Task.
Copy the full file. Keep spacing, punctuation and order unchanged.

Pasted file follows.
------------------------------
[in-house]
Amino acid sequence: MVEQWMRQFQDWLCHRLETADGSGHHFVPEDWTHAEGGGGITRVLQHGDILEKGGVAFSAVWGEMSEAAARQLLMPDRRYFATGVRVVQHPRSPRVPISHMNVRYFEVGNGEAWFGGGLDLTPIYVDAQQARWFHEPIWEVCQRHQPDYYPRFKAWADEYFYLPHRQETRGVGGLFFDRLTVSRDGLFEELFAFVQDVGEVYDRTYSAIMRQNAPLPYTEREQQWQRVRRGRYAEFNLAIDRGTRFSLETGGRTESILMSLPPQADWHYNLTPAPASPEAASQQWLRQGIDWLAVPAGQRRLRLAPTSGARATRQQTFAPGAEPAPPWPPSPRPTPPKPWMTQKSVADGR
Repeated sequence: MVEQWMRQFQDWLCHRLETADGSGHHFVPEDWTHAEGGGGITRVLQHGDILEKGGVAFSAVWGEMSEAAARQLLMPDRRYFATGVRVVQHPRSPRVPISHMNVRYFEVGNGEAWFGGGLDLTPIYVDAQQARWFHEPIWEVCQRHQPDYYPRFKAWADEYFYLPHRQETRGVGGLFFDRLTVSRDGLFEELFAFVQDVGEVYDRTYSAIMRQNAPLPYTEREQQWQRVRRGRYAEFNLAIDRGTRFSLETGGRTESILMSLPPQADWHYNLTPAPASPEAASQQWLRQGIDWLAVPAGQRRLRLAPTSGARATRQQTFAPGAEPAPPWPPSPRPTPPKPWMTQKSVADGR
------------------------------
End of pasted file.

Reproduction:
[in-house]
Amino acid sequence: MVEQWMRQFQDWLCHRLETADGSGHHFVPEDWTHAEGGGGITRVLQHGDILEKGGVAFSAVWGEMSEAAARQLLMPDRRYFATGVRVVQHPRSPRVPISHMNVRYFEVGNGEAWFGGGLDLTPIYVDAQQARWFHEPIWEVCQRHQPDYYPRFKAWADEYFYLPHRQETRGVGGLFFDRLTVSRDGLFEELFAFVQDVGEVYDRTYSAIMRQNAPLPYTEREQQWQRVRRGRYAEFNLAIDRGTRFSLETGGRTESILMSLPPQADWHYNLTPAPASPEAASQQWLRQGIDWLAVPAGQRRLRLAPTSGARATRQQTFAPGAEPAPPWPPSPRPTPPKPWMTQKSVADGR
Repeated sequence: MVEQWMRQFQDWLCHRLETADGSGHHFVPEDWTHAEGGGGITRVLQHGDILEKGGVAFSAVWGEMSEAAARQLLMPDRRYFATGVRVVQHPRSPRVPISHMNVRYFEVGNGEAWFGGGLDLTPIYVDAQQARWFHEPIWEVCQRHQPDYYPRFKAWADEYFYLPHRQETRGVGGLFFDRLTVSRDGLFEELFAFVQDVGEVYDRTYSAIMRQNAPLPYTEREQQWQRVRRGRYAEFNLAIDRGTRFSLETGGRTESILMSLPPQADWHYNLTPAPASPEAASQQWLRQGIDWLAVPAGQRRLRLAPTSGARATRQQTFAPGAEPAPPWPPSPRPTPPKPWMTQKSVADGR